Once I was in the patient room, I laid on the table with my legs wide open in stirrups—you’re welcome for that visual—and stared nervously at the ceiling, willing a positive experience. My OBGYN gently reminded me that, because I’d never given birth before, inserting anything into my cervix would likely result in pain. We were forcing an opening where there’d never been one, though the entire process would take just two minutes flat.
Okay, I can do this, it’s only a few minutes. I kept repeating to myself as she inserted the speculum, similar to a routine pap smear. Anxious with anticipation, I forced my nails into my palm, hoping to cancel out any pelvic pain.
The moment she opened my cervix for insertion, it felt like the worst “pinch” I had ever experienced, followed immediately by cramping. She then released the IUD’s arms to hold it in place, removed the outer tube, and trimmed the IUD string. In keeping her promise, it really was over in two minutes, albeit two painful ones.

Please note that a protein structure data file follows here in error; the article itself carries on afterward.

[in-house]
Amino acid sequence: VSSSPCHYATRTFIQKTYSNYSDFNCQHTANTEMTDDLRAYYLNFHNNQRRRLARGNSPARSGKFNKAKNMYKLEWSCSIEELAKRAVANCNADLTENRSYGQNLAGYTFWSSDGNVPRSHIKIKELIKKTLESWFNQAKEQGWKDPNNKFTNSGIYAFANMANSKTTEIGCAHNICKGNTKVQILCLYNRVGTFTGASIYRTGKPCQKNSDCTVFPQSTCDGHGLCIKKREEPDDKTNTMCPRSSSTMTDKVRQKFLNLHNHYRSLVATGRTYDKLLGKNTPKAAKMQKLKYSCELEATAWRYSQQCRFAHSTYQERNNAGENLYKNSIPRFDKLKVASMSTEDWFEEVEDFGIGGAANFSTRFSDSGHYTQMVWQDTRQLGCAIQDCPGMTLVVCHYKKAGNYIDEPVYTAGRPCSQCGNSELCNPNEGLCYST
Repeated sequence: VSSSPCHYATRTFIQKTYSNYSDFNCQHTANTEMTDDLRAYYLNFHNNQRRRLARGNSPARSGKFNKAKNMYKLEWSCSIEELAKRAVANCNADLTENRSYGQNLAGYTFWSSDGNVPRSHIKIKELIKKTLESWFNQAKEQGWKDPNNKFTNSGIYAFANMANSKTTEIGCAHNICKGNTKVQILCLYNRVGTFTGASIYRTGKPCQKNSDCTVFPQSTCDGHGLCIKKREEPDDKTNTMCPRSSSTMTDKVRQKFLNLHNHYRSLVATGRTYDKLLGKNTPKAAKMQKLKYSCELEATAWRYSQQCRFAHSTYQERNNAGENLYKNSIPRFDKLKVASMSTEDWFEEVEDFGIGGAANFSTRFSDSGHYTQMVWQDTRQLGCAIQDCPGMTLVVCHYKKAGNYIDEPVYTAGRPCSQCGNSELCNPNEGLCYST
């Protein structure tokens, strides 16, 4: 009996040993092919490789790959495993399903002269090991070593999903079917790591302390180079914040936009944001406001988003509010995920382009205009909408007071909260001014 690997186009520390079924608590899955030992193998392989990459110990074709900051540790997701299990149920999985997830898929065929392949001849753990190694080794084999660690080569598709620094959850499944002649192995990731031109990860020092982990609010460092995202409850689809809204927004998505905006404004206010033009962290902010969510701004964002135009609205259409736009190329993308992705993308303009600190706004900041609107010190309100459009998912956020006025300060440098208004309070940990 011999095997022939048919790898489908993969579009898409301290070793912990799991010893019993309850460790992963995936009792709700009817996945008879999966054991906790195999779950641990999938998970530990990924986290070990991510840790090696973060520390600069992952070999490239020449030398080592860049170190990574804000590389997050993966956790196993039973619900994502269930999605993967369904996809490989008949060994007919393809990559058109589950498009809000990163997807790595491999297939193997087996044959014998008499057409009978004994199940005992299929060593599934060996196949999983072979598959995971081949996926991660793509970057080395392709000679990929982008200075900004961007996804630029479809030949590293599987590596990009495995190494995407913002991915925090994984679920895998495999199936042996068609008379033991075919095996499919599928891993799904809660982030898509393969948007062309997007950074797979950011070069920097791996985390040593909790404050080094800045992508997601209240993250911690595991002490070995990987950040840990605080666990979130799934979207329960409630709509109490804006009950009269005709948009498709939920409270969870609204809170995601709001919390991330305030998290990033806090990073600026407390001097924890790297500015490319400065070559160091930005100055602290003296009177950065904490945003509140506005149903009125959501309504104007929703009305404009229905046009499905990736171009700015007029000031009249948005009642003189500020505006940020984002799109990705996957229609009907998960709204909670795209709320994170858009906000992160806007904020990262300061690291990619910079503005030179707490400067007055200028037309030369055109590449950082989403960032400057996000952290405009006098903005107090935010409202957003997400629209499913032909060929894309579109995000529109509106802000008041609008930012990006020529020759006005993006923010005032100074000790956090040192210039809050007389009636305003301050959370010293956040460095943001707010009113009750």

After driving myself home (I don’t recommend this; please bring a loved one if you can!), I went straight into recovery mode, laying in bed with a hot bottle over the next 24 hours. In the days after, I experienced more cramping—an irony considering I didn’t have cramps around my actual period—but eventually, the cramps subsided as I waited for my next flow.
My first period afterward seemed mostly the same, though I noticed it was lighter and shorter. In between, I began spotting frequently; not enough for a tampon, but enough for a pantyliner. I Googled frantically as the spotting continued over weeks, though my OBGYN noted in my follow-up that it’s a common side effect for three to six months following insertion.